Boost logo

Boost :

From: williamkempf_at_[hidden]
Date: 2001-07-02 09:10:25

--- In boost_at_y..., "Alexander Terekhov" <terekhov_at_d...> wrote:
> > > could you please explain why "thread types can't be extended
> > > through inheritance" ?
> >
> > Because they're not objects. A Win32 handle can't be inherited
> > from. A pthread_t descriptor can't portably be inherited from (on
> > many platforms it's a pointer).
> uhhfff.. i am not asking for inheritance from Win32
> handles or pthread_t ids. they are not thread objects,
> indeed. however, they _represent_ objects (internal thread
> objects maintained by the implementation), and you could
> certainly create _inheritable/extendable_ C++ thread _object_
> which would hide pthread_t/handle or whatsoever so that only
> that C++ thread object would know that platform specific "handle".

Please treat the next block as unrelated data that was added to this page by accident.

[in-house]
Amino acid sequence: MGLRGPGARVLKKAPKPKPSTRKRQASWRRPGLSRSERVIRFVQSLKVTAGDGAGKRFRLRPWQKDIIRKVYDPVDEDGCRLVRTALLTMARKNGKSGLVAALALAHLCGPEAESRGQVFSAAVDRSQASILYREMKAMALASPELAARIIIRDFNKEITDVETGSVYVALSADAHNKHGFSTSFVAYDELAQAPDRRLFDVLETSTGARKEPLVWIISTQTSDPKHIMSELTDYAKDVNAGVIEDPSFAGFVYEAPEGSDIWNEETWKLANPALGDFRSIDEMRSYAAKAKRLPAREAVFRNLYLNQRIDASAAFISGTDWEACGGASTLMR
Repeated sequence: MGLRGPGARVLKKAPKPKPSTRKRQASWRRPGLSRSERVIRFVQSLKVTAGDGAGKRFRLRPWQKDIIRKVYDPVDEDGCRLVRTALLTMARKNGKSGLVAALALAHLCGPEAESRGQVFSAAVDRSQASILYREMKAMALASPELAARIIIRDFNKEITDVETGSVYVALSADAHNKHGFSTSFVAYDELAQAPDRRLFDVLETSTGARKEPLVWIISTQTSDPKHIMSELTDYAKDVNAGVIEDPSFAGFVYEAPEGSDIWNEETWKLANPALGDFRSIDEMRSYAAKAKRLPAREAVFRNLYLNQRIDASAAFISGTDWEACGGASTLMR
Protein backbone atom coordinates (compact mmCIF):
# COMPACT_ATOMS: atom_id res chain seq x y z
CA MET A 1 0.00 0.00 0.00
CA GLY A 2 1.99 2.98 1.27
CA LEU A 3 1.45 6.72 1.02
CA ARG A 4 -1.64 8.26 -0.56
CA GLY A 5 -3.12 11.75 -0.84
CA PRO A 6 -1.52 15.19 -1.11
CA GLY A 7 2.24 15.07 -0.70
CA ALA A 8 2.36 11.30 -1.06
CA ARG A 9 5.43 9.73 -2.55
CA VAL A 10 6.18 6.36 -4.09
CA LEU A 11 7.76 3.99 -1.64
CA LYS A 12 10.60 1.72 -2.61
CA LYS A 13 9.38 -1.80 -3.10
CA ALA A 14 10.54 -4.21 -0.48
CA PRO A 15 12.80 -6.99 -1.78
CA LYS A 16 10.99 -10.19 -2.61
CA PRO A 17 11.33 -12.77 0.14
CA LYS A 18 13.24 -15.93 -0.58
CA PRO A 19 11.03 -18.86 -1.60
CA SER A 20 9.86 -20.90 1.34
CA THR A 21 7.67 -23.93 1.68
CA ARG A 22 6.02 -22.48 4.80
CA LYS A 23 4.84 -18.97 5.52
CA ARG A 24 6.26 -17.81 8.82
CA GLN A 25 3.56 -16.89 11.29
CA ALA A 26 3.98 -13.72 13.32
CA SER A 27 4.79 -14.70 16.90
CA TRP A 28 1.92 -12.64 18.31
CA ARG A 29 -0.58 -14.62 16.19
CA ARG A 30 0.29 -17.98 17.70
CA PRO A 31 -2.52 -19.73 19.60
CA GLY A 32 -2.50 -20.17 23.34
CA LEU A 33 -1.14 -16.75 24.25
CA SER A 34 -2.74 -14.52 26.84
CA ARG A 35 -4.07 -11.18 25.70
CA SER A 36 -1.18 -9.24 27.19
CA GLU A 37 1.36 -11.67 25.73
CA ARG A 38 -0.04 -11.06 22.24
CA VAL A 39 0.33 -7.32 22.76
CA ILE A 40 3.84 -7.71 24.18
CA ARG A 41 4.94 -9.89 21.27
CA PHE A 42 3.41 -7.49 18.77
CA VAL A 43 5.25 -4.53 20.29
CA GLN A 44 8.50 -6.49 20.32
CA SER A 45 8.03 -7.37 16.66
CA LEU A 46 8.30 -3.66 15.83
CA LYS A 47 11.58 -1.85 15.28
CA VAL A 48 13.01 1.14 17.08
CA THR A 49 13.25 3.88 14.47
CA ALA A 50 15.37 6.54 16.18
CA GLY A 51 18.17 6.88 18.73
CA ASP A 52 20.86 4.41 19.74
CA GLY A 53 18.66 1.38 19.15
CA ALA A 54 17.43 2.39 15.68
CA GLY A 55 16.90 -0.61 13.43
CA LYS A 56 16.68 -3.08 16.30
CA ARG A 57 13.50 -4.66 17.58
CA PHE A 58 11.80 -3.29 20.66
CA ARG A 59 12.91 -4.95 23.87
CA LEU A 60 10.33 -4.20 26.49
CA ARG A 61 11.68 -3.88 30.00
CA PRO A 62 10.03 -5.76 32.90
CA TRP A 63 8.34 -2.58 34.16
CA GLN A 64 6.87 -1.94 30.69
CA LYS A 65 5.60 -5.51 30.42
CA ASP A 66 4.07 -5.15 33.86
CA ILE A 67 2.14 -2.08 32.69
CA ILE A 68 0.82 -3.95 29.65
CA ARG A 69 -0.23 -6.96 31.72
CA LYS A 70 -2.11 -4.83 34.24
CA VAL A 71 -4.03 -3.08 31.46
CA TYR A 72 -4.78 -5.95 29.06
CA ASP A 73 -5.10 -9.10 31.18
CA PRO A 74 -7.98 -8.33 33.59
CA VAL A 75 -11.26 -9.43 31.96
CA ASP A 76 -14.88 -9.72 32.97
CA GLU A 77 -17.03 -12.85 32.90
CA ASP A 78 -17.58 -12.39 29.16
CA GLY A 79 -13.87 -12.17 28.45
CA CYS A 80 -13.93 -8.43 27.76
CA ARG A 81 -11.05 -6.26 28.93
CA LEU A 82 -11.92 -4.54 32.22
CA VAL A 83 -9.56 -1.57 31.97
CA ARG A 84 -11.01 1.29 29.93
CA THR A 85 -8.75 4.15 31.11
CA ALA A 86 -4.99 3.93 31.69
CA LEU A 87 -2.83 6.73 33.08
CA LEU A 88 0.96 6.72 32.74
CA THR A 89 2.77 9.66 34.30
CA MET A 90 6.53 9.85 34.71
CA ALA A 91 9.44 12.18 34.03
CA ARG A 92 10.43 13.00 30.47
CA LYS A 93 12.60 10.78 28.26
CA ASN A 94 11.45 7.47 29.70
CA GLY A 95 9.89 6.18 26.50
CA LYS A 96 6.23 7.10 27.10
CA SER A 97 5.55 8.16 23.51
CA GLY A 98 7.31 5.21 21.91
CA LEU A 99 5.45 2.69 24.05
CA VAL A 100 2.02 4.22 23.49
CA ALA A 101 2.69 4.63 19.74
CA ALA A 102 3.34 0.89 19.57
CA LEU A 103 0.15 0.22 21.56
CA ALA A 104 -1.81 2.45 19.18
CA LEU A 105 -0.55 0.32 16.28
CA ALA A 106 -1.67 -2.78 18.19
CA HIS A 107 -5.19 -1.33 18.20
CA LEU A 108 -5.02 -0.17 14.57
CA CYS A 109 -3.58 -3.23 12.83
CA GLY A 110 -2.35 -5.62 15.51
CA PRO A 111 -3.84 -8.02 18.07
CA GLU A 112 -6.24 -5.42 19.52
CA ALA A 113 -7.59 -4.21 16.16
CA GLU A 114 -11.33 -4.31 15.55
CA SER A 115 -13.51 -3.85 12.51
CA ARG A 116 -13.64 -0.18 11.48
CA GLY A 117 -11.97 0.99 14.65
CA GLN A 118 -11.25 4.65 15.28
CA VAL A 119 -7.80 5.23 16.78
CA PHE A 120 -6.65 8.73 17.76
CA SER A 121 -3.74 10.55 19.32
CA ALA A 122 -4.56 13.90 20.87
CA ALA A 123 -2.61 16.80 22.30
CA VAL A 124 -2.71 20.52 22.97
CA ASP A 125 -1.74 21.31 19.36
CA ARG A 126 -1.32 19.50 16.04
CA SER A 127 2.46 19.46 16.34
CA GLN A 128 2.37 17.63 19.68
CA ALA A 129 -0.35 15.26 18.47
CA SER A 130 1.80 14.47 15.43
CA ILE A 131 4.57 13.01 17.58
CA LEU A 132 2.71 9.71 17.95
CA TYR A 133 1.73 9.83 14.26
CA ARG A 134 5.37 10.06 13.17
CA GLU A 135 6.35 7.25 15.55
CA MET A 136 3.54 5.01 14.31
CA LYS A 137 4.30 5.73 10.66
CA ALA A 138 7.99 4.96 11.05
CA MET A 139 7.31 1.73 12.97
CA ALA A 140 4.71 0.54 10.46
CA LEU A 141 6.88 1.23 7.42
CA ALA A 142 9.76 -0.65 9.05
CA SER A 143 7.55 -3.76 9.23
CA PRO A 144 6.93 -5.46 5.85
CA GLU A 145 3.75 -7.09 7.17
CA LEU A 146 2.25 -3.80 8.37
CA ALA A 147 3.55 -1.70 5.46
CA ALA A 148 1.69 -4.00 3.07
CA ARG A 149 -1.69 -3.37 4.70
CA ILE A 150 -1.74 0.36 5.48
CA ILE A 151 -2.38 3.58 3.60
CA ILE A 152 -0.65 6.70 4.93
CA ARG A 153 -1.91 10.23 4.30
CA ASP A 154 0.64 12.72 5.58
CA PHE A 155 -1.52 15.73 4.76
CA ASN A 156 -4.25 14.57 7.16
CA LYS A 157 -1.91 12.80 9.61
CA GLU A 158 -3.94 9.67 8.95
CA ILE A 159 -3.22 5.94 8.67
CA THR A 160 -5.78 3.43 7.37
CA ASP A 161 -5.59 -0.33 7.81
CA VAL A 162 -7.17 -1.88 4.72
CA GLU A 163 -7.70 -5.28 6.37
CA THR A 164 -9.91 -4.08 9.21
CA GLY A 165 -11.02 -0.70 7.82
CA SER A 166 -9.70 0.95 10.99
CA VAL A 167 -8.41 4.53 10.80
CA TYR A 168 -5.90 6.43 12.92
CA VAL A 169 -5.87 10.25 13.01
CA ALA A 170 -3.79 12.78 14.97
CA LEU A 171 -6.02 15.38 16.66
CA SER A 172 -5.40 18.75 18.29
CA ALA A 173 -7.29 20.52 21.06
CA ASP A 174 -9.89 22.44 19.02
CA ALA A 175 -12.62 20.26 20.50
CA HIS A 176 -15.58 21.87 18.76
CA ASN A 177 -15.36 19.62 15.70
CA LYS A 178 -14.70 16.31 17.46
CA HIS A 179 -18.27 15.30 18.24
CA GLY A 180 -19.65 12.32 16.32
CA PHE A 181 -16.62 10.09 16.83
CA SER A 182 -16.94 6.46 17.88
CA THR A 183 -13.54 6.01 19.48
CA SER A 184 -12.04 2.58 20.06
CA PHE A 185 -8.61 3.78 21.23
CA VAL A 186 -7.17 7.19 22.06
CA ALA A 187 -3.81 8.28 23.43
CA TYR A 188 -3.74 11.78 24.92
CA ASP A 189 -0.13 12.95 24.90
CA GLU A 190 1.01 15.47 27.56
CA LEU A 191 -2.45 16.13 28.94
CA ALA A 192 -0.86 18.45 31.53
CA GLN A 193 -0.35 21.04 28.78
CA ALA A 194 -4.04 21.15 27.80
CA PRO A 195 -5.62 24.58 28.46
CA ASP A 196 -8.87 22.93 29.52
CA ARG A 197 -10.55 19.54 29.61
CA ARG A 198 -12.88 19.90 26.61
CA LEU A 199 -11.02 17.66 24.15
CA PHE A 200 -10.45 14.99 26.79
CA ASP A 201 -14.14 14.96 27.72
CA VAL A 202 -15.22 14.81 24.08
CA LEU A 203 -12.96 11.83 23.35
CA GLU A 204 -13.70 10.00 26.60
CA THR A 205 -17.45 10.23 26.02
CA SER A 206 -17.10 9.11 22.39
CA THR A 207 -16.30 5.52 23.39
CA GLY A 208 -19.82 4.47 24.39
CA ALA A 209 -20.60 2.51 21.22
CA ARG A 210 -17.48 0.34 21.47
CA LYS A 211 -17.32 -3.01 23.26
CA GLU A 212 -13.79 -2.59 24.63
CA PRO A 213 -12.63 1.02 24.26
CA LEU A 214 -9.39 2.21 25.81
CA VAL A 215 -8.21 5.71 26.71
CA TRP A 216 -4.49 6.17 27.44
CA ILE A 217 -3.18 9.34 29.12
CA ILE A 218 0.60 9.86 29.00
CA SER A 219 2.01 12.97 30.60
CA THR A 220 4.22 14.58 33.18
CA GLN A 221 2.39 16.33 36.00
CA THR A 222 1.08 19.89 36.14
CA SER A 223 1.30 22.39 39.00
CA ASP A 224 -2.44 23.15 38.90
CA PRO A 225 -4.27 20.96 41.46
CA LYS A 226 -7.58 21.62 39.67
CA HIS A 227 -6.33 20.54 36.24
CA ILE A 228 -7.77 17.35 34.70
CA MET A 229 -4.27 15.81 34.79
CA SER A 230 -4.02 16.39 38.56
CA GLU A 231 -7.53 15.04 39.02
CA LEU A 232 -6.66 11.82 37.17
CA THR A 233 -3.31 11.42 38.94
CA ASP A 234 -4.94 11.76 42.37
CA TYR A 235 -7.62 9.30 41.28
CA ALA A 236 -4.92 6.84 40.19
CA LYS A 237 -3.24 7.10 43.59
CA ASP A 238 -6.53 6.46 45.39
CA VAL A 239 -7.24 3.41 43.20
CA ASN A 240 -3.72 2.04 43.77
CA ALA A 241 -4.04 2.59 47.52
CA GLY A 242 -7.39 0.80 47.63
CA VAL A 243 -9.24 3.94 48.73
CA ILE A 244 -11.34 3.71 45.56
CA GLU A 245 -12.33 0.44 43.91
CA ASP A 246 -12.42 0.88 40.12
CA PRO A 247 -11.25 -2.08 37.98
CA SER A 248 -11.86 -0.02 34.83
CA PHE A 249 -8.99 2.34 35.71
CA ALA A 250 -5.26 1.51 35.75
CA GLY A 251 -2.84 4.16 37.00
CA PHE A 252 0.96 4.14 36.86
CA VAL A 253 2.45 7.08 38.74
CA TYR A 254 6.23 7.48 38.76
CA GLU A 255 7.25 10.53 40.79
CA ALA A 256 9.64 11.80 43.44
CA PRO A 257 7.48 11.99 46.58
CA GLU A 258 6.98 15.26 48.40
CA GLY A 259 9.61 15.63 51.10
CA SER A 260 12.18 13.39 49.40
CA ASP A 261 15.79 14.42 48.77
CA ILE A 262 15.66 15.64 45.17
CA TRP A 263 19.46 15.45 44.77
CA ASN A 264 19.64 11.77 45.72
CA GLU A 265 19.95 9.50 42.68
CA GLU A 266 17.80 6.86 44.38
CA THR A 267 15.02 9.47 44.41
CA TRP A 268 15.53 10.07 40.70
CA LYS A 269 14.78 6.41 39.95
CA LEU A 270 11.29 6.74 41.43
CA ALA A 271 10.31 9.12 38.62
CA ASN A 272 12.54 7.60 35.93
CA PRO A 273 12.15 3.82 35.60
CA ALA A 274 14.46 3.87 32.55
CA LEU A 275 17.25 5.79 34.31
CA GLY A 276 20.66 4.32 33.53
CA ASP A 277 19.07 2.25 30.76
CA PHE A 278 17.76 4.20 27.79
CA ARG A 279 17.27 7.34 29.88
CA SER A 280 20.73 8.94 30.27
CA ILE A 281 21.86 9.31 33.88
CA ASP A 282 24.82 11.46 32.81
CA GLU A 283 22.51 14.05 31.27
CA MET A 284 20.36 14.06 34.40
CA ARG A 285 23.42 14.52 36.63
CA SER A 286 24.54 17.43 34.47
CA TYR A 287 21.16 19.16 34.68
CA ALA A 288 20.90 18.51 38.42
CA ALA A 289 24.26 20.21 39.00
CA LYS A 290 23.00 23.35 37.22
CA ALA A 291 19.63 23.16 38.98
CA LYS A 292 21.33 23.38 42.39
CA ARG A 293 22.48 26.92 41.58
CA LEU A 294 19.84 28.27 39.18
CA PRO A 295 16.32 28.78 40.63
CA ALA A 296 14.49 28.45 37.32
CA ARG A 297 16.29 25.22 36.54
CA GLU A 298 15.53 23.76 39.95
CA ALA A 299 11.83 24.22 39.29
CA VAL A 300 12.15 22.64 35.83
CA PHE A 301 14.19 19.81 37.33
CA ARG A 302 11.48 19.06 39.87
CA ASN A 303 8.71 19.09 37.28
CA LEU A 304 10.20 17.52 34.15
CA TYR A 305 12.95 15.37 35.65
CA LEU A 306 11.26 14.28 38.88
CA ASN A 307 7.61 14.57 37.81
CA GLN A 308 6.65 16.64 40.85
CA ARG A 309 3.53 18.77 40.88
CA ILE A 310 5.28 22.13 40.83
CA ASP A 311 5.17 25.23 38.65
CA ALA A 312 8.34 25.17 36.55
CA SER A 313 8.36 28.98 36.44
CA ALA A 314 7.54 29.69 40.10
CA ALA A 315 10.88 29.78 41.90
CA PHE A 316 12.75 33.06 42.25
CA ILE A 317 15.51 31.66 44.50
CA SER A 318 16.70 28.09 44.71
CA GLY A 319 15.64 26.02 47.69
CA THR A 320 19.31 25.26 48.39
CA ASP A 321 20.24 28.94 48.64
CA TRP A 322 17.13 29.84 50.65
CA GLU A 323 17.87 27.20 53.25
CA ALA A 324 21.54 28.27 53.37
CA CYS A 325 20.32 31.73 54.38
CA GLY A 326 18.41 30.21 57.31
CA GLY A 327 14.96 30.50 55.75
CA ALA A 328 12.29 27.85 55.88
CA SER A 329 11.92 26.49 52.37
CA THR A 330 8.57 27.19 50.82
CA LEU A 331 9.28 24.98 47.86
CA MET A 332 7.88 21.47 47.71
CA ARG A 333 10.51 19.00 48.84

> everybody else (user program) would simply use C++ ptr/refs
> to C++ thread objects; and yes, you could certainly "extend"
> these C++ ptrs/refs with ref-counting and either join/destroy
> or detach policy. well, please re-check "timed_thread" C/POSIX
> example i've posted a few days ago. it is not C++ but it does
> implement thread object on top of posix thread id.

Too much context has been lost. The actual context was that _native_
thread _types_ can't be inherited. The point being that it's very
natural for both users of native types and for C++ programmers to
extend functionality through means other than inheritance, which
counters your original assertion. Yes, we could allow inheritance
here, but it's simply not a good idea unless there's some virtual
method you expect to be overriden in derived classes (see the
recently posted coding guidelines), and the only candidate for a
thread object would be a run() method, which we both agree is harder
to use than a function object design.

Bill Kempf
> regards,
> alexander.

Boost list run by bdawes at, gregod at, cpdaniel at, john at